Hudnell showed up for the drug test and provided the administering nurse with copies of her prescriptions, including her MED card, according to court documents. It was then, Hudnell said, that the nurse informed her that her MED card had expired in August.
Hudnell claims she had renewed her card three weeks prior to that drug screening, but that she had not been recertified by her physician. She did ultimately get recertified by her doctor five days after the drug screening. Four days later, her supervisor told her she had been fired.
Hudnell alleges in her appeal that her managers told her the recertification was irrelevant since she didn’t have a valid MED card at the time of her drug screening.
Hudnell claims her doctor submitted a letter to her bosses explaining that she had been certified for MED through Aug. 21, 2019, and that THC would likely stay in her system for two months after use. Hudnell says her bosses never responded to the letter.
She further alleges that Thomas Jefferson University Hospitals did not fire a white male employee after he failed a drug test – instead, her appeal says, that employee was offered a chance to seek treatment and keep his job – and that the company had previously accommodated MED use by other white employees.
The suit claims that shows racial bias in the organization’s decision to fire Hudnell.
Hudnell filed grievances over her termination with the U.S. Equal Employment Opportunity Commission (EEOC) and the Philadelphia Commission on Human Relations (PCHR) in October 2019. While the EEOC dismissed her grievance in January, the PCHR has yet to act on Hudnell’s charges.
It’s because of that still-pending decision from the PCHR that Judge Pappert dismissed Hudnell’s other claims in her appeal. The PCHR’s one-year timeline to respond to Hudnell’s claims ends in October.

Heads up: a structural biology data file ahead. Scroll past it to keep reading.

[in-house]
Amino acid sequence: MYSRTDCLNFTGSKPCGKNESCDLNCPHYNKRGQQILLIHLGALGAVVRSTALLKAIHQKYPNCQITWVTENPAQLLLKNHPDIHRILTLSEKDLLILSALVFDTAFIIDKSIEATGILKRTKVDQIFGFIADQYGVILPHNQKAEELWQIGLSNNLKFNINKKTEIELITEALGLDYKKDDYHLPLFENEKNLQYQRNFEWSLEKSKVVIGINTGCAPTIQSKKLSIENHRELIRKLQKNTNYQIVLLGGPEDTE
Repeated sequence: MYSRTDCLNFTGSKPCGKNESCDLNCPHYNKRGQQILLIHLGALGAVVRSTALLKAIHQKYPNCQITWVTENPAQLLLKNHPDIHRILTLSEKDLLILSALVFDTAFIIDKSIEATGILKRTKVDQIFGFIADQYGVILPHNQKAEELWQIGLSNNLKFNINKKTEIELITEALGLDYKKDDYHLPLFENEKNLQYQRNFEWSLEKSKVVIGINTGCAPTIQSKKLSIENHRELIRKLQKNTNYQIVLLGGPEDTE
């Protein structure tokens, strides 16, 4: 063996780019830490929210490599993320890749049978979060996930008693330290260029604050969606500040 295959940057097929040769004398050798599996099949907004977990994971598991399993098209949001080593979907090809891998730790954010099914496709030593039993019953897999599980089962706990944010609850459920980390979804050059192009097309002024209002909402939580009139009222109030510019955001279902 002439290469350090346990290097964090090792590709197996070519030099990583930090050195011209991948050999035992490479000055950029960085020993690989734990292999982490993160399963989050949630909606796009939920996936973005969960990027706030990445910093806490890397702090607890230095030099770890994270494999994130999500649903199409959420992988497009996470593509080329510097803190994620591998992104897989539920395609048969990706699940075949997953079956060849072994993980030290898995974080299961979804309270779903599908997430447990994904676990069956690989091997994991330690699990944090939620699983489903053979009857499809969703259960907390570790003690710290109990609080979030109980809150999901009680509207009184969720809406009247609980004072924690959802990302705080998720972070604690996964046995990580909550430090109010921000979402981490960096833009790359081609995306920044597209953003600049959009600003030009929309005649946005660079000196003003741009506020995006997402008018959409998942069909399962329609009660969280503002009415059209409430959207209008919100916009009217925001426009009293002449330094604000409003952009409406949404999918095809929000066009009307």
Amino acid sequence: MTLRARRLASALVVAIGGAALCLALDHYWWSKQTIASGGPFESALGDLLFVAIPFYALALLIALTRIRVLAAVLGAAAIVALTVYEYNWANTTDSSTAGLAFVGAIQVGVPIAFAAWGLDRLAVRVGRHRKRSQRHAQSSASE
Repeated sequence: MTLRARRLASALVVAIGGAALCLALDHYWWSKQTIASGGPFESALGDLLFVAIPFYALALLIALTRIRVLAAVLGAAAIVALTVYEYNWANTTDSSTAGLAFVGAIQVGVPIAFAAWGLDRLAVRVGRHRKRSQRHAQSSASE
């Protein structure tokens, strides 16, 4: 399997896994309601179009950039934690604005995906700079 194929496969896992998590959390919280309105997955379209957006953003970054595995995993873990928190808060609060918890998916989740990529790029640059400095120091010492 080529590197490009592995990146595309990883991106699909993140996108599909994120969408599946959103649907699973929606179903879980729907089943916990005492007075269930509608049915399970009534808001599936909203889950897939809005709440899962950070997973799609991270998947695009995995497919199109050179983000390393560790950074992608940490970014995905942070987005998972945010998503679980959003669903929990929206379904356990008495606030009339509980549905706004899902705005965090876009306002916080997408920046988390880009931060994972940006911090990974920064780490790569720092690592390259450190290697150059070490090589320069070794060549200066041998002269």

The ruling by Judge Pappert gives Hudnell the opportunity to revise her complaint and include the dismissed claims after either the PCHR issues its ruling or the one-year deadline passes and the PCHR loses its jurisdiction.
Greubel, Hudnell’s attorney, said he and Hudnell were still considering what they will do after the PCHR deadline. In the meantime, he said, this latest ruling could be a major milestone as the state moves forward with its still-nascent legal cannabis market.
A recent media report, Greubel said, suggested that more than 100,000 Pennsylvanians per day were visiting medical dispensaries during the COVID-19 pandemic this summer. Many, he said could potentially be affected by MED-related workplace discrimination.
“A lot of them were sort of in the dark about whether or not they could get fired just because they used marijuana as medicine,” he said. “This decision helps them understand that they can sue for that and enforce their rights under the [MMA] statute.”
Thomas Jefferson University Hospitals is being represented in the case by Sidney Steinberg and Daniel Thornton, of the Post & Schell law firm. They did not immediately respond to a request for comment.